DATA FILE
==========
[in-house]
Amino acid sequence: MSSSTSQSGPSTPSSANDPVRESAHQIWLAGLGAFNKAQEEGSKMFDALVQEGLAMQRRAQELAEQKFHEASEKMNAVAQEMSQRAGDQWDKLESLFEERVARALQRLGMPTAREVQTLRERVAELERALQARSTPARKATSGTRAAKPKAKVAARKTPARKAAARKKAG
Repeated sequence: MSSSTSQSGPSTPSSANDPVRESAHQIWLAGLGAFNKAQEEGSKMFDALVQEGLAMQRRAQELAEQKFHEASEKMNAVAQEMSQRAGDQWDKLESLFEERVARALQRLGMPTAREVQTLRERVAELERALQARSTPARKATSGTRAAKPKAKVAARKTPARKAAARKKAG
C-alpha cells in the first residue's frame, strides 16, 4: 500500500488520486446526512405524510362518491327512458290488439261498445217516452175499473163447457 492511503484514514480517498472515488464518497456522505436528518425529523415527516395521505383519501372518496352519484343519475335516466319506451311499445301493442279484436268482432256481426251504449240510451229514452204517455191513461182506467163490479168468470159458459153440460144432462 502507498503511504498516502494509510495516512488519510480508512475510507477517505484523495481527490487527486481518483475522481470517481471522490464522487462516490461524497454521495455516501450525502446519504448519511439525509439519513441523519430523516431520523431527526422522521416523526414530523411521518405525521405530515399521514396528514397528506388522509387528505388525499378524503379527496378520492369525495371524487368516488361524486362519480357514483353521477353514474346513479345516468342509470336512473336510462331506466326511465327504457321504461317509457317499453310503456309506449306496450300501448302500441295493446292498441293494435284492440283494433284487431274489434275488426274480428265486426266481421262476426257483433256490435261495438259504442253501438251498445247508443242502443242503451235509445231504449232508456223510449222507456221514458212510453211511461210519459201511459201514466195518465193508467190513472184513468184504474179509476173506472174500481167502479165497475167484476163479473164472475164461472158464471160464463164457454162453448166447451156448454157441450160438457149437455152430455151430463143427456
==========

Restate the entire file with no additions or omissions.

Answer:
[in-house]
Amino acid sequence: MSSSTSQSGPSTPSSANDPVRESAHQIWLAGLGAFNKAQEEGSKMFDALVQEGLAMQRRAQELAEQKFHEASEKMNAVAQEMSQRAGDQWDKLESLFEERVARALQRLGMPTAREVQTLRERVAELERALQARSTPARKATSGTRAAKPKAKVAARKTPARKAAARKKAG
Repeated sequence: MSSSTSQSGPSTPSSANDPVRESAHQIWLAGLGAFNKAQEEGSKMFDALVQEGLAMQRRAQELAEQKFHEASEKMNAVAQEMSQRAGDQWDKLESLFEERVARALQRLGMPTAREVQTLRERVAELERALQARSTPARKATSGTRAAKPKAKVAARKTPARKAAARKKAG
C-alpha cells in the first residue's frame, strides 16, 4: 500500500488520486446526512405524510362518491327512458290488439261498445217516452175499473163447457 492511503484514514480517498472515488464518497456522505436528518425529523415527516395521505383519501372518496352519484343519475335516466319506451311499445301493442279484436268482432256481426251504449240510451229514452204517455191513461182506467163490479168468470159458459153440460144432462 502507498503511504498516502494509510495516512488519510480508512475510507477517505484523495481527490487527486481518483475522481470517481471522490464522487462516490461524497454521495455516501450525502446519504448519511439525509439519513441523519430523516431520523431527526422522521416523526414530523411521518405525521405530515399521514396528514397528506388522509387528505388525499378524503379527496378520492369525495371524487368516488361524486362519480357514483353521477353514474346513479345516468342509470336512473336510462331506466326511465327504457321504461317509457317499453310503456309506449306496450300501448302500441295493446292498441293494435284492440283494433284487431274489434275488426274480428265486426266481421262476426257483433256490435261495438259504442253501438251498445247508443242502443242503451235509445231504449232508456223510449222507456221514458212510453211511461210519459201511459201514466195518465193508467190513472184513468184504474179509476173506472174500481167502479165497475167484476163479473164472475164461472158464471160464463164457454162453448166447451156448454157441450160438457149437455152430455151430463143427456